• Work toward stable and profitable markets for British Columbia grapes and wine.
  • Disseminate information to grape growers on grape varieties, viticultural practices, harvesting methods, prices and marketing of grapes
  • Enhance the knowledge of grape growers and the consumers of grapes and wine through educational programs and materials.
Required Reporting for BC Vineyards/Wineries:

None; Voluntary annual acreage reporting

Benefits/Costs of joining

$150 annual membership

The BCGA manages the Okanagan Similkameen Starling Control Program.  In the valley, we are in a very fortunate situation that we can have a significant impact on reducing the Starling populations.  Since 2007, grape growers have benefitted financially from the reduction of fruit loss.  

Website Resources 

Practical Viticulture workshops 

British Columbia Liquor and Cannabis Regulation Branch (BCLCRB)
Who or what does the organization report to?

The Government of British Columbia

Mandatory/Regulatory or Voluntary/Non-Regulatory
Mandatory/Regulatory

If you have a winery license

Summary:

The Liquor Control and Licensing Branch has been renamed to the Liquor and Cannabis Regulation Branch (LCRB) to represent its new additional responsibility of licensing and monitoring the private retail sale of non-medical cannabis in British Columbia.

The Liquor and Cannabis Regulation Branch (LCRB) regulates British Columbia's liquor industries and private retail non-medical cannabis industries. This includes:

  • Restaurants, bars and pubs serving liquor
  • Liquor manufacturers
  • Liquor retail stores
  • Special events involving liquor
  • Private cannabis retail stores

The Liquor and Cannabis Regulation Branch encourages voluntary compliance of all licensees. The LCRB supervises over 10,000 licensed establishments and over 25,000 licensed events per year in the province of BC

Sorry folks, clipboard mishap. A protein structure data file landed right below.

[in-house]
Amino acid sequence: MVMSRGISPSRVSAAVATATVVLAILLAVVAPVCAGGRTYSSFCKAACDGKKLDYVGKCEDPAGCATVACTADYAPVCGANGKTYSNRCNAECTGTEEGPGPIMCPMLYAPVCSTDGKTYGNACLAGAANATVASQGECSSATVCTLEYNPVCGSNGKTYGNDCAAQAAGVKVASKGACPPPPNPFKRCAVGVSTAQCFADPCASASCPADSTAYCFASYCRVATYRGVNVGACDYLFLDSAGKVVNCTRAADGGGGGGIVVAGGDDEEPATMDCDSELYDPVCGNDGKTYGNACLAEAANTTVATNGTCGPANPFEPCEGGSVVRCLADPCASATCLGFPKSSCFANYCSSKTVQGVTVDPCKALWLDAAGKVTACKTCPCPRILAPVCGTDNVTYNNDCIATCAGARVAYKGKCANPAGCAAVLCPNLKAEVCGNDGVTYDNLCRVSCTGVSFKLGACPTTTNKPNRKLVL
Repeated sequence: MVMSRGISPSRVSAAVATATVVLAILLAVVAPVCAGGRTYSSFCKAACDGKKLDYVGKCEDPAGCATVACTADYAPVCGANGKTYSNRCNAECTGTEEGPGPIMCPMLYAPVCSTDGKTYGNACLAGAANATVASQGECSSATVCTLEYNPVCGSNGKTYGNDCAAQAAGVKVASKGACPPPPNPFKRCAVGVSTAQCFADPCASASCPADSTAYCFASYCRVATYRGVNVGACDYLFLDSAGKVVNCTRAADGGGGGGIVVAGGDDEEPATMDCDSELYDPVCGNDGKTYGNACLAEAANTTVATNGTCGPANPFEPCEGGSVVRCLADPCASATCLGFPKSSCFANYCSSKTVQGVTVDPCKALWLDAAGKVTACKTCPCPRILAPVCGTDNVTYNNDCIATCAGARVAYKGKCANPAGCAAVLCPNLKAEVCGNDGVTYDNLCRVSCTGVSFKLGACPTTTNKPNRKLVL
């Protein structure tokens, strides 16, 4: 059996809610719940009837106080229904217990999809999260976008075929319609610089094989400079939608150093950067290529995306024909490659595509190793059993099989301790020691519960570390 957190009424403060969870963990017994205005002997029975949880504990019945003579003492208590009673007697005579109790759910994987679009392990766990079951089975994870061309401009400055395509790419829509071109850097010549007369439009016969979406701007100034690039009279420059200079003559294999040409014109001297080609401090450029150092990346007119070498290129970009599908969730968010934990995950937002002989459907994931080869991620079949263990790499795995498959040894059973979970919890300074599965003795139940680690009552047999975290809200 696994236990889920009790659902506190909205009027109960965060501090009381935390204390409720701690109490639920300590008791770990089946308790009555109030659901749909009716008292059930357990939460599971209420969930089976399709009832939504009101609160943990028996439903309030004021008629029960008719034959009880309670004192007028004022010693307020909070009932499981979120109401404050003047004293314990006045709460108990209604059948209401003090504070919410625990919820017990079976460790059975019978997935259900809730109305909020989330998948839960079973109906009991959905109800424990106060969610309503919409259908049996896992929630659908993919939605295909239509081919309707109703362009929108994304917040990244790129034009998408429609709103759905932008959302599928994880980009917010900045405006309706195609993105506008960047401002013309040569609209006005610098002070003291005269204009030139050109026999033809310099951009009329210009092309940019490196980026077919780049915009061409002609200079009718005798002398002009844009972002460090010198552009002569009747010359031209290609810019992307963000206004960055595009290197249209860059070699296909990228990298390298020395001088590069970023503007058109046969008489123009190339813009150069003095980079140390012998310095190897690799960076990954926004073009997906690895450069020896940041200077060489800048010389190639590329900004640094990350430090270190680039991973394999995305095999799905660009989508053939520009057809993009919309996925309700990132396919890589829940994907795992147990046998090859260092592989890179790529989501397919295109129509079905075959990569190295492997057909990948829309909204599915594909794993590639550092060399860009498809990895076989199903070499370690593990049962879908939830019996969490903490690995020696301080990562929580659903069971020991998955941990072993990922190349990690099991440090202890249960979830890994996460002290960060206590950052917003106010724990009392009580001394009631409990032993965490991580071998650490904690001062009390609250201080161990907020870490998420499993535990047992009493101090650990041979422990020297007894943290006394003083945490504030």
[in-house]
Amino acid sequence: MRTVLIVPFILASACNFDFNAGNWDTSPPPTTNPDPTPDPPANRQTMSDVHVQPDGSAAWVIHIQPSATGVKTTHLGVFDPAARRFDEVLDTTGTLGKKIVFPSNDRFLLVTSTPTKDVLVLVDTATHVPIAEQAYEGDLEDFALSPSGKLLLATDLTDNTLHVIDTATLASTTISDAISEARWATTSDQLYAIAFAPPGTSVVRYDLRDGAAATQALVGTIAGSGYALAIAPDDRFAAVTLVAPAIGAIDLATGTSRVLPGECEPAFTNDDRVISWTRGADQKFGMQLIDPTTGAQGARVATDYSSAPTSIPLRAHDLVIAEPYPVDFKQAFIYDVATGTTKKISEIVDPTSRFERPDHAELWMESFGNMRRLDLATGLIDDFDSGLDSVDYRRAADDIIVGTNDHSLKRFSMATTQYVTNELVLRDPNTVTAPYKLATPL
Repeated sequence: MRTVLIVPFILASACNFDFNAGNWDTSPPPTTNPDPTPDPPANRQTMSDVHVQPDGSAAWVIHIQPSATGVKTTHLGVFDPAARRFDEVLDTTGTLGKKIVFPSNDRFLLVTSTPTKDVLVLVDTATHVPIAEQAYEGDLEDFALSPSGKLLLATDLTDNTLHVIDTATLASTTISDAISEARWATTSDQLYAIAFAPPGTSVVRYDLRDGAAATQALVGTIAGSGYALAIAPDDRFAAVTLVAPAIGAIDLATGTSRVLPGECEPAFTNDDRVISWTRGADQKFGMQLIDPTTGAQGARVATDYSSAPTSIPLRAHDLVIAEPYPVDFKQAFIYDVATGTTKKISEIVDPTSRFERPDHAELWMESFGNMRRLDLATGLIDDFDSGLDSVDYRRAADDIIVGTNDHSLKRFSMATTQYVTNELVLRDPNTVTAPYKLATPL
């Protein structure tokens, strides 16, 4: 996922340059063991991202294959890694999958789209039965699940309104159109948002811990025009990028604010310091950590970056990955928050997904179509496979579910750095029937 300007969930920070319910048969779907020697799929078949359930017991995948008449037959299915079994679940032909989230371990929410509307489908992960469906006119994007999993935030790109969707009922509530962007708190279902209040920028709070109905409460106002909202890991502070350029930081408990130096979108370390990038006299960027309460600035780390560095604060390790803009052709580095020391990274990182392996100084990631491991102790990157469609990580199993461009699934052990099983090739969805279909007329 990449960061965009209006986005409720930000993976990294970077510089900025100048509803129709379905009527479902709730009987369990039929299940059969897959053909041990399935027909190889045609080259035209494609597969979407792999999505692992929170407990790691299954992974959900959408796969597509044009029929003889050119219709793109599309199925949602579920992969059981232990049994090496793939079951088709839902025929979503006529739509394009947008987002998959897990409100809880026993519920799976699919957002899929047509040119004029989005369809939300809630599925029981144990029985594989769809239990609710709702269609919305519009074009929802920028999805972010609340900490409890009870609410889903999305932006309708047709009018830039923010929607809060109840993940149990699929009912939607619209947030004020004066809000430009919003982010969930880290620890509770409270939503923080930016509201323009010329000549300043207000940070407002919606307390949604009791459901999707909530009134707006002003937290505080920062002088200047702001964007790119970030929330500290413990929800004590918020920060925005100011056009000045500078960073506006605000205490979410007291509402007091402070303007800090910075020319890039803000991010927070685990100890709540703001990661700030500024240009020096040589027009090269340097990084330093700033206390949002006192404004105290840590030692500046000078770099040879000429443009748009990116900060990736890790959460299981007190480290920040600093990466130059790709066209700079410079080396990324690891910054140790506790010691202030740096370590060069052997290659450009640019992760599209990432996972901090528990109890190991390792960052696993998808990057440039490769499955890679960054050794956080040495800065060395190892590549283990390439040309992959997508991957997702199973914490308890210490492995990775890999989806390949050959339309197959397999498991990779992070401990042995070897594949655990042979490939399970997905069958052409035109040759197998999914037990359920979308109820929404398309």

What does the organization regulate or is in charge of with respect to Vineyards/Wineries:
  • Restaurants, bars and pubs serving liquor
  • Liquor manufacturers
  • Liquor retail stores
  • Special events involving liquor
  • Private cannabis retail stores
Required Reporting for BC Vineyards/Wineries:

Annual renewal of winery license

The Manufacturers Terms and Conditions Handbook has all licensing information for wineries 

British Columbia Liquor Distribution Branch (BCLDB)
Who or what does the organization report to?

The government of British Columbia

Mandatory/Regulatory or Voluntary/Non-Regulatory
Mandatory/Regulatory, Voluntary/Non-Regulatory

The LDB's mandatory function is to generate revenue for the province of BC, ensure accountability of key business partners and deter the sale of alcohol to minors. As the sole wholesaler of liquor in the province, wineries and other manufacturers may only sell and distribute their products if they are authorized to do so by the LDB. 

The LDB operates BC Liquor Stores (BCLS), which compete in a mixed public-private retail model. BCLS selects products to be listed/stocked in stores based on several criteria, to ensure fairness and consistency. BCLS is a strong supporter and advocate for the BC wine industry. 

Summary:

The Liquor Distribution Branch (LDB) is one of two branches of the Provincial government responsible for the wholesale distribution and retail sale of beverage alcohol and non-medical cannabis. While it is not a crown corporation, the LDB is required to comply within the requirements of a Crown agency in relation to its financial reporting, service plan and mandate letter.